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What Your Community Theatre Can Learn From Shakespeare’s Work During a Pandemic

By On The Stage
The Plays of Shakespeare book

One of the amazing things about Shakespeare is that he continues to be a playwright for all times. And these pandemic times prove no different. The bubonic plague hit London so hard in 1593 that theatres closed for 14 months - and that was when Shakespeare was just starting out! Theatres shut down again and again in the early 1600s due to additional outbreaks, so Shakespeare’s entire writing career happened in the shadow of a pandemic. More than 400 years later, as we also emerge from this current global plague, there are a few lessons we can learn from the Shakespearean theatre.

Short Scenes and Soliloquies

One of the things that make Shakespeare challenging to read and stage is all the entrances, exits, and scene changes. A few characters enter, have a short conversation, and then they all leave, and a new set of characters come in, and it repeats. This setup works well for social distancing for the actors in these times, and if staged accordingly, it won’t even look like a work-around. Most Shakespeare scenes only have a few characters present in one conversation before they all leave or one of them stays and “hides” to eavesdrop on the next conversation or a new character’s soliloquy. Social distancing allows these hiding scenes and asides to be more believable, because most of the time, they are just. . . not. And so many Shakespeare scenes include pages of text where only one actor is speaking, either to a group or as a soliloquy. (His main tragedies are full of them!) Community theatres can use this to their advantage when they are selecting and staging their next Shakespeare play if they are looking to maintain certain safety protocols for the cast.     

Get Thee Outside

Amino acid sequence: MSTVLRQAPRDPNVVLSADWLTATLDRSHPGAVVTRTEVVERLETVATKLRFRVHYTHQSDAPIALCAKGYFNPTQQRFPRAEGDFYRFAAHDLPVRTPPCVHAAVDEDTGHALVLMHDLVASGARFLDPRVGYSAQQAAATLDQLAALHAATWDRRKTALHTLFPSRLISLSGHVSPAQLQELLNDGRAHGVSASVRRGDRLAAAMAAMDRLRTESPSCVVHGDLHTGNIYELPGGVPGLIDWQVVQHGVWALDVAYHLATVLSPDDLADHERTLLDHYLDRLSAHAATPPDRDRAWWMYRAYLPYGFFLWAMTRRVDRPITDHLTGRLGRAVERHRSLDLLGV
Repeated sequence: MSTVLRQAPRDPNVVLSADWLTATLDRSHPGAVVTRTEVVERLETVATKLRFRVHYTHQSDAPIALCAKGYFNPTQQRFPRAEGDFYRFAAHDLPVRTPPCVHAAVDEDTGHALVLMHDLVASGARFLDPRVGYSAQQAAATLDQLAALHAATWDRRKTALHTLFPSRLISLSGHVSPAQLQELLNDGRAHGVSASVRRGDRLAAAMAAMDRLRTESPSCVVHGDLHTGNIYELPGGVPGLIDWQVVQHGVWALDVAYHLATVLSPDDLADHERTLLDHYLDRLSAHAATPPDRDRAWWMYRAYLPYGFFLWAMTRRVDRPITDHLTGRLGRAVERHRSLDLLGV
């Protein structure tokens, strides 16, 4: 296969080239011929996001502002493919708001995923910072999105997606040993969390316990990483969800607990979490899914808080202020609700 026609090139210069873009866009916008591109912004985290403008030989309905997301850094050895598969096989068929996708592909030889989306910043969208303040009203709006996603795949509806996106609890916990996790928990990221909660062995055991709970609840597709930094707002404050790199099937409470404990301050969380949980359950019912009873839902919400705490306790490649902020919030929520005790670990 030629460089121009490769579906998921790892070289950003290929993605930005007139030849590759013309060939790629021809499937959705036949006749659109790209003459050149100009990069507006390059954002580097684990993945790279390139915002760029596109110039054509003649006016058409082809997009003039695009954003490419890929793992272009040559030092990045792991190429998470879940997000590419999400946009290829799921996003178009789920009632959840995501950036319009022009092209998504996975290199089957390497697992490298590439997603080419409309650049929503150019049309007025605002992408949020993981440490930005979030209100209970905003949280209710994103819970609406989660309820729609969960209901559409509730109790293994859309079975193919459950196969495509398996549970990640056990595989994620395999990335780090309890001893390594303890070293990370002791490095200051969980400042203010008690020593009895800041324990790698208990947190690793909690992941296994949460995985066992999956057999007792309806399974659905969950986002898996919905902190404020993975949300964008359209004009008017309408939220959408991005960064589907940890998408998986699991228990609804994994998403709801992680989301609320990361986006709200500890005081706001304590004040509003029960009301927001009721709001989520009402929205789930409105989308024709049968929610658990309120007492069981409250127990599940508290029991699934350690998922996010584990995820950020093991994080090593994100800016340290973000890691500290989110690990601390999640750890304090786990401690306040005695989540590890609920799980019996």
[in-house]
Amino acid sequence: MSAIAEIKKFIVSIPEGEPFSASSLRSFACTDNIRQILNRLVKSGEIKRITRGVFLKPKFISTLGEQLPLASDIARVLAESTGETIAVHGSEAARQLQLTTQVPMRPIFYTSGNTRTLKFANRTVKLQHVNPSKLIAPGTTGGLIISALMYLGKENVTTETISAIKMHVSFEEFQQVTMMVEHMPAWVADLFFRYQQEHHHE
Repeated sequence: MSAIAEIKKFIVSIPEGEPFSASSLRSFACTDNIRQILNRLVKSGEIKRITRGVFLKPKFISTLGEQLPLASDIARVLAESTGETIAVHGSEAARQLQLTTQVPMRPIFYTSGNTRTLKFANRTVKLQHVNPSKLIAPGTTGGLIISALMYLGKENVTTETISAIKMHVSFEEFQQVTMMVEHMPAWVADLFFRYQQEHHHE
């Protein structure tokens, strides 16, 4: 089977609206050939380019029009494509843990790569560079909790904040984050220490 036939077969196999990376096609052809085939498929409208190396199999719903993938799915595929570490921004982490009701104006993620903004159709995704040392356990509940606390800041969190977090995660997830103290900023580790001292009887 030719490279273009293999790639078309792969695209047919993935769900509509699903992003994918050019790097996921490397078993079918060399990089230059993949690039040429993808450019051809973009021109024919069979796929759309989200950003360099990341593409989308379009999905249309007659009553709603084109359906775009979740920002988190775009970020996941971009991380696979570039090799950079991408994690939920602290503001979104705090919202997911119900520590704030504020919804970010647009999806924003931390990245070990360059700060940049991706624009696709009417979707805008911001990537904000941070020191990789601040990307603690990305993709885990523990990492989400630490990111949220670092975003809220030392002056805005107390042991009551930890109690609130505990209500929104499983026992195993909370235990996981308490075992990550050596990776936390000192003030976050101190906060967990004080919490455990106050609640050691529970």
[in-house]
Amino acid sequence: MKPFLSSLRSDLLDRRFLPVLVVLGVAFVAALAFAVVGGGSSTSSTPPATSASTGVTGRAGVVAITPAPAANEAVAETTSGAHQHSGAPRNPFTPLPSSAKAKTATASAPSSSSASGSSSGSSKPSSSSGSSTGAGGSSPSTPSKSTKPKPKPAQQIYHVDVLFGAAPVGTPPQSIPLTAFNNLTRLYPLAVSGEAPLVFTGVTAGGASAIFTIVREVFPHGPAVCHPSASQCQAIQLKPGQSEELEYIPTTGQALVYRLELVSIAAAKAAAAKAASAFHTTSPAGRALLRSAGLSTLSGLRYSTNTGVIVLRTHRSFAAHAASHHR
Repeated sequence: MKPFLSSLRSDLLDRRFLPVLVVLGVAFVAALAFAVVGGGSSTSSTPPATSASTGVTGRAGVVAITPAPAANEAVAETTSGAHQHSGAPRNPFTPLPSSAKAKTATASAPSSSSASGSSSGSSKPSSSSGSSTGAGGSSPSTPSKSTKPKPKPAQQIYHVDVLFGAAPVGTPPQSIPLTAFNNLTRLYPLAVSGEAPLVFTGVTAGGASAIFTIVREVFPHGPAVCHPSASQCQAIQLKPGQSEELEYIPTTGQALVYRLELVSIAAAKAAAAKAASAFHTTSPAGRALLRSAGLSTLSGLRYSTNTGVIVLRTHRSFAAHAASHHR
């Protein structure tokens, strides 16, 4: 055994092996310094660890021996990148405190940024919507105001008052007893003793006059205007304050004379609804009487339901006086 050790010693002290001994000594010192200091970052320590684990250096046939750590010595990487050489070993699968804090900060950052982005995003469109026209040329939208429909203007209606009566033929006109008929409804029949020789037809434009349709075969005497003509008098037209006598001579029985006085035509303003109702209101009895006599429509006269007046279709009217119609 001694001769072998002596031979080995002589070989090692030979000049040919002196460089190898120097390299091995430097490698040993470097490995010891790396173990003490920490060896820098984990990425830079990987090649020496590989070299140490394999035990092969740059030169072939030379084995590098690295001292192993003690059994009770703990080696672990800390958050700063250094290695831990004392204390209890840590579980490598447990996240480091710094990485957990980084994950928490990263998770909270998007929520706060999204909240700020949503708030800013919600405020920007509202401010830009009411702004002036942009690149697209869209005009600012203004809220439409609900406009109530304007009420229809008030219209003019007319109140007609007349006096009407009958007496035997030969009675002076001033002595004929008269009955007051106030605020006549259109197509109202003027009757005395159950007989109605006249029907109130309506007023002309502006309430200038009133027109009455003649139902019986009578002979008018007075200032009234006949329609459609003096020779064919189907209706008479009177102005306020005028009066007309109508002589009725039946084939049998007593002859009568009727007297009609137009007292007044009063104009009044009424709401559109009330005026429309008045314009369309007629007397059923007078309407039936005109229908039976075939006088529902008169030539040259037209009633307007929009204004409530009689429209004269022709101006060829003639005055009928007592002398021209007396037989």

The Bard himself wrote that “all the world’s a stage,” and if your community theatre isn’t ready to open its doors, there are many outdoor alternatives to consider. (We’ve even got an entire blog on this topic right here.) Shakespeare’s original Globe Theatre was an open air theatre with some covered seating, so outdoor Shakespeare is nothing new. Public parks or even a public forest tend to be a good fit for many Shakespeare plays. So many scenes take place outside, but Shakespeare’s original audiences had to use their imaginations to create the landscape. (Think The Tempest and A Midsummer Night’s Dream.) If you take your production outdoors, your set designer won’t have to create the landscape either. Staging the whole play outside may be the most practical thing you can do—and the safest!

Produce As You Like (It)

One of the main reasons theatres across the world are still doing Shakespeare after 400 years  is because his works are in the public domain. This makes his plays incredibly easy to produce from an administrative perspective because there are no play licensing fees to budget for or publishing contracts to negotiate. And with the emergence of digital theatre and hybrid productions, no additional streaming contracts from the author are required. Moreover, you can also cut the script down to a more manageable run time for your production needs. Some playwright estates will shut down a production for changing a single line or word in a script, but Shakepeare’s work gives you the flexibility to cut scenes or entire storylines.

As you can see, even in these challenging times, you can still make Shakespeare work for you. On the Stage can help you make most of your next production with our all-in-one solution for ticketing, promotion, streaming, merchandise sales, and more!

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Tags: school theatre, resources, how-to

On The Stage

On The Stage

By theatre makers, for theatre makers, On The Stage offers expert insights, best-in-class support, and an all-in-one platform for ticketing, promotion, audience engagement, and more...including a complete production and streaming platform for performing artists. Learn more today.